Incidental Total Necrosis of a Successful Flap Due to a Secondary Operation after One Year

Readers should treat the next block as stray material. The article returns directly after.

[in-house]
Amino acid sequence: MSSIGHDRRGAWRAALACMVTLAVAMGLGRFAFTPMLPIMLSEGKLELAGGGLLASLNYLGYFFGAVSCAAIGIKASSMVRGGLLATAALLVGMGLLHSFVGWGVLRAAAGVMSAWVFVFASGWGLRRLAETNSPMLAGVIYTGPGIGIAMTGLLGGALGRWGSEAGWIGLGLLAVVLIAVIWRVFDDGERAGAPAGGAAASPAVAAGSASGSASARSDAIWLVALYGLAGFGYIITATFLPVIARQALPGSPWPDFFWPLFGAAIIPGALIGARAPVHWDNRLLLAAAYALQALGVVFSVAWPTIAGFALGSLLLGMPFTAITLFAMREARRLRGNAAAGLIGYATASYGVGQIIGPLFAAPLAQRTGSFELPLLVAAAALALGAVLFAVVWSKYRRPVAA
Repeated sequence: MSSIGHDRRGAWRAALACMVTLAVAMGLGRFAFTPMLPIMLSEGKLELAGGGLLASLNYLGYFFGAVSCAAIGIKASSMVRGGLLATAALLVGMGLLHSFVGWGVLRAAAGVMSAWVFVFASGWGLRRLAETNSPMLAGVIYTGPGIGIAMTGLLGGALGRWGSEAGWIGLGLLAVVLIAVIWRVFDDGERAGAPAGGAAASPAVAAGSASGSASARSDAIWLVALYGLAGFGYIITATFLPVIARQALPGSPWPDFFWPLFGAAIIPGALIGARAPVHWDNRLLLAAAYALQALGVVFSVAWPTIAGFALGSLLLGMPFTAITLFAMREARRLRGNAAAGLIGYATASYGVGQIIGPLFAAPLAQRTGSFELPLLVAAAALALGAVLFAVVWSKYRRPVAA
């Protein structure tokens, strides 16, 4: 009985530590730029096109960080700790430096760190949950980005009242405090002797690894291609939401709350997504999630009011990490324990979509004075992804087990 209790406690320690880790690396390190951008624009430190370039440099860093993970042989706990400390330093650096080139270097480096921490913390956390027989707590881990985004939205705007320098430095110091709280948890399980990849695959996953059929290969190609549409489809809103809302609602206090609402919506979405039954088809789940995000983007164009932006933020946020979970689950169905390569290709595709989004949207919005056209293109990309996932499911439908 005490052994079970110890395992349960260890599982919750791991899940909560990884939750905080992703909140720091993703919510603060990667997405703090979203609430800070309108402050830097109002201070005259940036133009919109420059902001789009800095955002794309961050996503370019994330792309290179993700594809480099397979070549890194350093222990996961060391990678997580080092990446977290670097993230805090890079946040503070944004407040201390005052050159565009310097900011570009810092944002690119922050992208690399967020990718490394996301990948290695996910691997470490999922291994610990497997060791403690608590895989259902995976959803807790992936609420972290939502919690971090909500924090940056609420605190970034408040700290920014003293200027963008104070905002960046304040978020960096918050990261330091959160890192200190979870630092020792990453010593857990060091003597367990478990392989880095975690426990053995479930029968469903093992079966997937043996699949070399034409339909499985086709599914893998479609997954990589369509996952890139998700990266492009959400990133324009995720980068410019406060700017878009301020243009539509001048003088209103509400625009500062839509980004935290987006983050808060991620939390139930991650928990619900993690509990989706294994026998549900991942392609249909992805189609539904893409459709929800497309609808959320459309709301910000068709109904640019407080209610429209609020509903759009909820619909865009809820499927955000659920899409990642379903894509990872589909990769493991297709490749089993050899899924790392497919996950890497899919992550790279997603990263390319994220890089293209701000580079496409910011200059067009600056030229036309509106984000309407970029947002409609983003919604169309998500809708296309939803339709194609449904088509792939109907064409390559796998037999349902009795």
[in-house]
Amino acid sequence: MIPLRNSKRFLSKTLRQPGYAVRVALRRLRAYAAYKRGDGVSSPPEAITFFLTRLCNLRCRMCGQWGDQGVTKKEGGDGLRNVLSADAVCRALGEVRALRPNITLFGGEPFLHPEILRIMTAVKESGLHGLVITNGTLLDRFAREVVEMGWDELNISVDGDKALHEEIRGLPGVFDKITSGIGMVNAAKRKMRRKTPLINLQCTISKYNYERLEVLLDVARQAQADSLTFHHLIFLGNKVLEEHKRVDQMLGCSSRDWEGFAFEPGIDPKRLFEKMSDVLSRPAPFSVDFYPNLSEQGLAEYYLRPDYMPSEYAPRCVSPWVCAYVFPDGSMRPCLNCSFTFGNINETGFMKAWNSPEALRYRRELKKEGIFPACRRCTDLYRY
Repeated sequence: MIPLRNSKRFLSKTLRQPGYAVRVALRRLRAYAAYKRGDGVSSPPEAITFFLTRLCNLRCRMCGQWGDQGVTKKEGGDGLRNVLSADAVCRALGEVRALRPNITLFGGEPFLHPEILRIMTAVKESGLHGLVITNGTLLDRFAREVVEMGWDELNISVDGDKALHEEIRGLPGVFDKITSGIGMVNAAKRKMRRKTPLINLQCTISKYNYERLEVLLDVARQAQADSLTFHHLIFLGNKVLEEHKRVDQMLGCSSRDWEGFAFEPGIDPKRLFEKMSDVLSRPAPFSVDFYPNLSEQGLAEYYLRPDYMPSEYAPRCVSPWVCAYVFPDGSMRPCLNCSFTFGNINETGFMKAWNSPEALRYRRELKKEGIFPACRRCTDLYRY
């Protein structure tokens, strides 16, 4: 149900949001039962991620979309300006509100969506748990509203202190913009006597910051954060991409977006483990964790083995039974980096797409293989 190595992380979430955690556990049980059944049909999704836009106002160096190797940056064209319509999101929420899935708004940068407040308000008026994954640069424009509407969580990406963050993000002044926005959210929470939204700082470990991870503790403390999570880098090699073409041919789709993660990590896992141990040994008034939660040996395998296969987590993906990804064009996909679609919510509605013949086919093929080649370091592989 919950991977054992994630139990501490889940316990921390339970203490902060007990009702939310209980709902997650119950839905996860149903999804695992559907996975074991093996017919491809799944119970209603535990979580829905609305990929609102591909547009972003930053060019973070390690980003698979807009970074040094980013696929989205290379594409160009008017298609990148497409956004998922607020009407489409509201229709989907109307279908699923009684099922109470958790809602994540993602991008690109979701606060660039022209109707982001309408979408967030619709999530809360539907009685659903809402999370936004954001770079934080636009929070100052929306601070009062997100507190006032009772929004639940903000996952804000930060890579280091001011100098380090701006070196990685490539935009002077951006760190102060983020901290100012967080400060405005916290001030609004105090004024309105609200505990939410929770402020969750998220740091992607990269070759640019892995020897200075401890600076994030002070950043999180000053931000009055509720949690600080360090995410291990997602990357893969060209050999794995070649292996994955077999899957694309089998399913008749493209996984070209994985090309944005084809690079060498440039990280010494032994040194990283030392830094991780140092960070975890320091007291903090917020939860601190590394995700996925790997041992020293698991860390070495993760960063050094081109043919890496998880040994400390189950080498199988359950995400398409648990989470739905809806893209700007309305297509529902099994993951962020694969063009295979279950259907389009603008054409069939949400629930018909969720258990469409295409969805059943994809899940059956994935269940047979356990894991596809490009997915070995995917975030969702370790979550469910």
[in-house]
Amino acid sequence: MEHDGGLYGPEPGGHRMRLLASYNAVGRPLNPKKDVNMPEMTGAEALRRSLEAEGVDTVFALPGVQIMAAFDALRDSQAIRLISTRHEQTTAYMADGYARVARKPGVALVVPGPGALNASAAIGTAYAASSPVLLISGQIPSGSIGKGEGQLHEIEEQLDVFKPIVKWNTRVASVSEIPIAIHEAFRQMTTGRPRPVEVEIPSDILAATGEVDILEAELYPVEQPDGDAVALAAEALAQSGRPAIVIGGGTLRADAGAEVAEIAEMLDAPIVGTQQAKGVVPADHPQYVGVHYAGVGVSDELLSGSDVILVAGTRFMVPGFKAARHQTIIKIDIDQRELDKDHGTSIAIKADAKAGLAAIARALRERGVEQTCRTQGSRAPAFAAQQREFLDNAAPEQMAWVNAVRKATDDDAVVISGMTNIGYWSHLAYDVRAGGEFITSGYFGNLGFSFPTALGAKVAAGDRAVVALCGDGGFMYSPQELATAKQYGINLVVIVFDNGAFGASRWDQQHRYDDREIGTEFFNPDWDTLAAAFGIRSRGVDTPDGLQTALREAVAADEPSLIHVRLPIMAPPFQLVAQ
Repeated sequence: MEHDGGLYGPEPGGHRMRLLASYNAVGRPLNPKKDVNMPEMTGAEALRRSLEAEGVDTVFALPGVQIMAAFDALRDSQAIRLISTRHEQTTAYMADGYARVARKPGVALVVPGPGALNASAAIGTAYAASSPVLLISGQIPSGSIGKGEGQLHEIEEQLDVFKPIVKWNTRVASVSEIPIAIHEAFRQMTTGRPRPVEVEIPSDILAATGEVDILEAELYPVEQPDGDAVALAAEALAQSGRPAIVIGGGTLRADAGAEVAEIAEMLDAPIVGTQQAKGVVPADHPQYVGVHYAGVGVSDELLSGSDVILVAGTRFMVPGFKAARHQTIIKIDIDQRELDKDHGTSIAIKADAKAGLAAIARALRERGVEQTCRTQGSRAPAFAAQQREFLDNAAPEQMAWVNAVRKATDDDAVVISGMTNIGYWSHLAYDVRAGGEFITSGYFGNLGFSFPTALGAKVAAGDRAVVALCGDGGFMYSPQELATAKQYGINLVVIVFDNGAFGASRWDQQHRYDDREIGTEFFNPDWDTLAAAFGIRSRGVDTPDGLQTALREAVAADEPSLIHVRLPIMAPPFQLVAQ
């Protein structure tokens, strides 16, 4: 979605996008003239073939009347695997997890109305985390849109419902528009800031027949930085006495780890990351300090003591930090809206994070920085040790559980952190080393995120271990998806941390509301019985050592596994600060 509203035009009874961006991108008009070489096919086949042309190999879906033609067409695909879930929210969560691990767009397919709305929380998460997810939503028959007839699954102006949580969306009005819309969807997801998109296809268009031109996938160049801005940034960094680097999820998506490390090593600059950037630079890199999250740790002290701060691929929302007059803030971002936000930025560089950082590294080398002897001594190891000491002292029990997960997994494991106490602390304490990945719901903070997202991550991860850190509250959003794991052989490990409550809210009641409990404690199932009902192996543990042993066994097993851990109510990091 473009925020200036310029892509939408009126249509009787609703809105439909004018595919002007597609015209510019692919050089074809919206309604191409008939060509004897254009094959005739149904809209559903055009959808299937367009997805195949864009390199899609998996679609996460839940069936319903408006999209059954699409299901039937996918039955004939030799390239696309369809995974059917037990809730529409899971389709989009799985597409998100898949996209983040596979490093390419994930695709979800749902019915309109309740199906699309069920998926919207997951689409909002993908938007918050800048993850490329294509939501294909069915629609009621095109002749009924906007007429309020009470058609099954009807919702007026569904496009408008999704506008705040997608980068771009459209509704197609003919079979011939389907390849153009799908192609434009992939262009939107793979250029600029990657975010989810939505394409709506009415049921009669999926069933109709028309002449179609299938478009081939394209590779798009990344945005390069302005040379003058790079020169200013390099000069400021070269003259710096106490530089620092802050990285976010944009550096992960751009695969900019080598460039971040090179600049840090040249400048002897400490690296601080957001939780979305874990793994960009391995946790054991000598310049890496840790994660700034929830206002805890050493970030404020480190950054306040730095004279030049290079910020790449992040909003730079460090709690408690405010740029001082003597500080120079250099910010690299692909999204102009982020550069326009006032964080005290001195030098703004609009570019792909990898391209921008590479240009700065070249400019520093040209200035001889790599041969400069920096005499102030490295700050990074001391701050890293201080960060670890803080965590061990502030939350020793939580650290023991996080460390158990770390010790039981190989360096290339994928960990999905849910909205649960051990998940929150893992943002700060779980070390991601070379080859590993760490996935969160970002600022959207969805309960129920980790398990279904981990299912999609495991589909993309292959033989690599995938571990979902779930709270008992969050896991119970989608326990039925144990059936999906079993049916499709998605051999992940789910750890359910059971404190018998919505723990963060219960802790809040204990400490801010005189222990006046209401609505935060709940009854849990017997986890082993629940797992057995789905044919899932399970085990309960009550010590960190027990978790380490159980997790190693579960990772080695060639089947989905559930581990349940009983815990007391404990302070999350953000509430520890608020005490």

recurrence and the previous pretrichial incision has been completely hidden by newly grown hair. Endoscopic techniques have allowed operations to be performed with remote scars placed in less visible locations. The advantages of endoscopic techniques are hidden scars and the opportunity for complete resection allowing minimal analgesia and decreased risk of recurrence. This is a distinct advantage over piece meal excision with scar placed conspicuously over the lesion. Moreover piece meal excision has the risk of leaving residual tumour that may lead to recurrence. Distinct advantage with the technique described here is that there is no need for sophisticated equipment which increase learning time & cost. The scar in the pretrichial region is bevelled to allow preservation of hair follicles which will grow through the scar. The zig-zag pattern increases the wound length to improve exposure. The key step is the careful elevation of the subcutaneous plane under direct vision to preserve a uniform thickness of the subcutaneous tissue. This minimises the damage to the overlying skin which is associated with post inflammatory hyperpigmentation and contour irregularity. In the initial post-op period, there is some redundancy of the soft tissue on the lipoma which spontaneously contracts in 2e3 months. Hence there is no actual skin excess. The placement of the incision more anteriorly in the hairline rather than more posterior in the hair bearing scalp as used in endoscopic brow access discounts the technical difficulty of passing the instruments over the frontal bone curvature, providing a more vertical and easier access to the forehead lipoma. The technique described enables the complete removal of forehead lipomas with good aesthetic outcome without the need for demanding endoscopic techniques (Figure 2). This method can be used as an alternative technique to reduce the cost of expensive instruments as well as operative time.